New York DMV No Longer Describes Traffic Crashes as “Accidents” [Updated]

The current DMV data archive page ...
... and the page as it appeared in June 2012.

A sharp-eyed reader pointed out to us that the New York State DMV has stopped using the word “accident” in its annual statistical summaries.

On its 2011 data web page, and in each of its 2011 reports, DMV refers to traffic crashes as “crashes.” “Accident” does not appear in any of the agency’s 2011 materials. The header on the statistical summaries archive page was also changed from “Motor Vehicle Accidents” to “Motor Vehicle Crashes.”

To describe a traffic crash as an accident is to relieve all parties of responsibility. Though there are laws against drinking and driving, for example, as of 2010 the DMV listed alcohol-involved crashes among “accidents with human factors.”

Even when a motorist uses a car as a weapon, the media can’t break the habit. “It looked like the accident happened intentionally,” said a local reporter of a 2008 crash in the Bronx, in which a driver mowed down a man after an argument.

DMV communications staff couldn’t tell us why the change was made at this particular time, but said they expected the agency will use “crash” from now on. The department gave us this statement:

A vehicle crash encompasses a wider range of potential causes than does the term accident. An accident implies something that is not preventable. A majority of crashes are caused by intoxicated, speeding, distracted, or careless drivers and, therefore, are not accidents. That is why the term “crashes” is used not only by the New York State DMV, but also by the National Highway Traffic Safety Administration.

Good stuff. Today the DMV, tomorrow the Daily News.

(h/t to Keegan Stephan of Time’s Up!)

Update: Thanks to Transportation Alternatives, which urged the DMV to make this change.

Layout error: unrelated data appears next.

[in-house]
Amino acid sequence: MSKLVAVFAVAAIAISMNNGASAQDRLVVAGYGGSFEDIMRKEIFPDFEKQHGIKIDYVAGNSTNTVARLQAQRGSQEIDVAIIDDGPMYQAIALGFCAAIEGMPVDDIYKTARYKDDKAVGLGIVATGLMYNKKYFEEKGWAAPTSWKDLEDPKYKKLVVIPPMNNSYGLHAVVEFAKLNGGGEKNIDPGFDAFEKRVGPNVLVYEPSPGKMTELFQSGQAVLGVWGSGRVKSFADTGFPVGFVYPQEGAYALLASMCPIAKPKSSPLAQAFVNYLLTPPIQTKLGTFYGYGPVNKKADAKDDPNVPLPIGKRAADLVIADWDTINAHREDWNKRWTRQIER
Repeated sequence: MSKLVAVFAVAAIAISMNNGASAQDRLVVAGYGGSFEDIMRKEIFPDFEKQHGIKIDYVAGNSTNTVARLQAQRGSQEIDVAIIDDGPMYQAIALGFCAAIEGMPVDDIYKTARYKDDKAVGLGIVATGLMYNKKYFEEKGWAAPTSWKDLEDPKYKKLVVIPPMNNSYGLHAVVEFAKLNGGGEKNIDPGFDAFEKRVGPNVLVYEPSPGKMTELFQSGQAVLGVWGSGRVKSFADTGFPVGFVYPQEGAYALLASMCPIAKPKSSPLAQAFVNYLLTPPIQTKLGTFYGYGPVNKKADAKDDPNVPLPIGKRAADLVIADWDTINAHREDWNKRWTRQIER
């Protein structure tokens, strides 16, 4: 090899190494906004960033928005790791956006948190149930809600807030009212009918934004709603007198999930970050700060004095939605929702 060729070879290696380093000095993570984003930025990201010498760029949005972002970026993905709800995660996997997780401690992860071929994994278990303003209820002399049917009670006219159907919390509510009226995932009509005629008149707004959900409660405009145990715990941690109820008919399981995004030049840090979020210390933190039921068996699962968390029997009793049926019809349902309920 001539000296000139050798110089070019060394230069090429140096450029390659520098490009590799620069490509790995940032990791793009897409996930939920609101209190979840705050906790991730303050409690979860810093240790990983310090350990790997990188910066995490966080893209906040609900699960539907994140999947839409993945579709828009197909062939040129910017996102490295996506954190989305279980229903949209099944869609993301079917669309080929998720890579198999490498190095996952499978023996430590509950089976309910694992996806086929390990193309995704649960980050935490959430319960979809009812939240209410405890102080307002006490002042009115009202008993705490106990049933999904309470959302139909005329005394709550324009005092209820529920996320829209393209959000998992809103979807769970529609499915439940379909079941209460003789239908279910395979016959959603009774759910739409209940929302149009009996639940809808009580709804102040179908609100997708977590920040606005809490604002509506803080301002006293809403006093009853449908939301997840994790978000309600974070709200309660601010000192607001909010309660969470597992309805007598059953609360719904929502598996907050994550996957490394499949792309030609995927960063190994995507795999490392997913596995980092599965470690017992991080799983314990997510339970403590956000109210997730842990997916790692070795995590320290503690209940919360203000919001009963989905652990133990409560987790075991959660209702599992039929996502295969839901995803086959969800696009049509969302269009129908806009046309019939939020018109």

ALSO ON STREETSBLOG

“Bike Bedlam” Fact Check: NYC Bike-Ped Injuries Drop From Low to Lower

|
Editor’s note: Streetsblog has retracted this post. The information on bike-on-ped crashes is not accurate. Read the full correction for an explanation of how we acquired the erroneous data and how we determined it was incorrect. Pedestrian injuries sustained citywide in collisions with bicyclists pale beside the more than 10,000 pedestrian injuries and deaths sustained […]

Correction: State DOT Keeps No Records of NYC Bike-on-Ped Injuries

|
Last week we ran a post in response to CBS2’s “Bike Bedlam” series in which we published a table showing a downward trend in NYC bike-on-ped injuries. In response, we received a few inquiries about how the data was collected and what it represents. After following up with agencies and organizations involved in crunching crash […]

New Data Debunks “Bike Bedlam” Sensationalism

|
New data is online about the extent of bike-on-ped crashes in New York City, and it adds some much-needed perspective to the public discourse about the “safety crisis” on city streets. According to reports collected by NYPD and compiled online by NYC DOT [PDF], police responded to 27 bike-ped collisions citywide in the last three […]
Lauren Davis was killed by a turning driver on Classon Avenue last April. Photo: Family of Lauren Davis

Citing Erroneous NYPD Report, State DMV Judge Declines to Take Action Against Driver Who Killed Lauren Davis

|
The family of Lauren Davis is reeling after a judge at the state Department of Motor Vehicles declined to take action against the motorist who struck and killed her on Classon Avenue last year. Davis's mother, sister, and brother traveled from California to attend the hearing, and said they had been told by the NYPD Highway Patrol detective investigating the crash that he would also be there. He never showed up.